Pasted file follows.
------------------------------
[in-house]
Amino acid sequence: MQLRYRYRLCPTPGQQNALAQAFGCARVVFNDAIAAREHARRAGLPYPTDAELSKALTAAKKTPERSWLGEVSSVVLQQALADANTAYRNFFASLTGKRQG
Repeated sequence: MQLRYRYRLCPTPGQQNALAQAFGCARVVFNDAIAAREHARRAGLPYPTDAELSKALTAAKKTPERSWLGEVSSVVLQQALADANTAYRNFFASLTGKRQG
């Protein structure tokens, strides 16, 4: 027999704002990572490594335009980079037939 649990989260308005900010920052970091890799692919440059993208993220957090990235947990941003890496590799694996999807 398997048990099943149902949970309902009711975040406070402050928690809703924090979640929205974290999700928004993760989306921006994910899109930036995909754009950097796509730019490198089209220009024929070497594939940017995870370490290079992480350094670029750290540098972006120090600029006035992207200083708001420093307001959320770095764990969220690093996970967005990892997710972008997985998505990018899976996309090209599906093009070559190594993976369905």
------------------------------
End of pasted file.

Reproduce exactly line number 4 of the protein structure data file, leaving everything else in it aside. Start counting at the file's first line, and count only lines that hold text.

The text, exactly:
């Protein structure tokens, strides 16, 4: 027999704002990572490594335009980079037939 649990989260308005900010920052970091890799692919440059993208993220957090990235947990941003890496590799694996999807 398997048990099943149902949970309902009711975040406070402050928690809703924090979640929205974290999700928004993760989306921006994910899109930036995909754009950097796509730019490198089209220009024929070497594939940017995870370490290079992480350094670029750290540098972006120090600029006035992207200083708001420093307001959320770095764990969220690093996970967005990892997710972008997985998505990018899976996309090209599906093009070559190594993976369905």